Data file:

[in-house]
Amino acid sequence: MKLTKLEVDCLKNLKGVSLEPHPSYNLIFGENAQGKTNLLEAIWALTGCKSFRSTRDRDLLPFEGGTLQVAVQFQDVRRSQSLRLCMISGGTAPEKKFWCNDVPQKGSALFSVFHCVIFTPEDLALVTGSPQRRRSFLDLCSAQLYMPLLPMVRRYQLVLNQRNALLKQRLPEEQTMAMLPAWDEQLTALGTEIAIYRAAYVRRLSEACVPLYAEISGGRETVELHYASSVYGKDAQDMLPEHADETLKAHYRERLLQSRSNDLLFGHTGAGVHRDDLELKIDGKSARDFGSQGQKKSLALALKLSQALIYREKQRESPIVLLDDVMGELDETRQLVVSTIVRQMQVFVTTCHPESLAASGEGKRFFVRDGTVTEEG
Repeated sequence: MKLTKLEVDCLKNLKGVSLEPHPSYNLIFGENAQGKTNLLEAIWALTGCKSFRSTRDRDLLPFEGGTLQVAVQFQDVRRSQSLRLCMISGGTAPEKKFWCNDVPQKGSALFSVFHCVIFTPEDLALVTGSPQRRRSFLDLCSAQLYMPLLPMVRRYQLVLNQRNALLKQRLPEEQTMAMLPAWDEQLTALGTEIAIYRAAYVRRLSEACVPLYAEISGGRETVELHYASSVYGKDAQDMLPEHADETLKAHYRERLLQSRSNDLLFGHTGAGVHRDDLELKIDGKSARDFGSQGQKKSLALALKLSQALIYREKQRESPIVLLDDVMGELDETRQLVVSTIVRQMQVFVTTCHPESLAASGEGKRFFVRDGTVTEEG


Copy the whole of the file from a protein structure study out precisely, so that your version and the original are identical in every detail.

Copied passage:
[in-house]
Amino acid sequence: MKLTKLEVDCLKNLKGVSLEPHPSYNLIFGENAQGKTNLLEAIWALTGCKSFRSTRDRDLLPFEGGTLQVAVQFQDVRRSQSLRLCMISGGTAPEKKFWCNDVPQKGSALFSVFHCVIFTPEDLALVTGSPQRRRSFLDLCSAQLYMPLLPMVRRYQLVLNQRNALLKQRLPEEQTMAMLPAWDEQLTALGTEIAIYRAAYVRRLSEACVPLYAEISGGRETVELHYASSVYGKDAQDMLPEHADETLKAHYRERLLQSRSNDLLFGHTGAGVHRDDLELKIDGKSARDFGSQGQKKSLALALKLSQALIYREKQRESPIVLLDDVMGELDETRQLVVSTIVRQMQVFVTTCHPESLAASGEGKRFFVRDGTVTEEG
Repeated sequence: MKLTKLEVDCLKNLKGVSLEPHPSYNLIFGENAQGKTNLLEAIWALTGCKSFRSTRDRDLLPFEGGTLQVAVQFQDVRRSQSLRLCMISGGTAPEKKFWCNDVPQKGSALFSVFHCVIFTPEDLALVTGSPQRRRSFLDLCSAQLYMPLLPMVRRYQLVLNQRNALLKQRLPEEQTMAMLPAWDEQLTALGTEIAIYRAAYVRRLSEACVPLYAEISGGRETVELHYASSVYGKDAQDMLPEHADETLKAHYRERLLQSRSNDLLFGHTGAGVHRDDLELKIDGKSARDFGSQGQKKSLALALKLSQALIYREKQRESPIVLLDDVMGELDETRQLVVSTIVRQMQVFVTTCHPESLAASGEGKRFFVRDGTVTEEG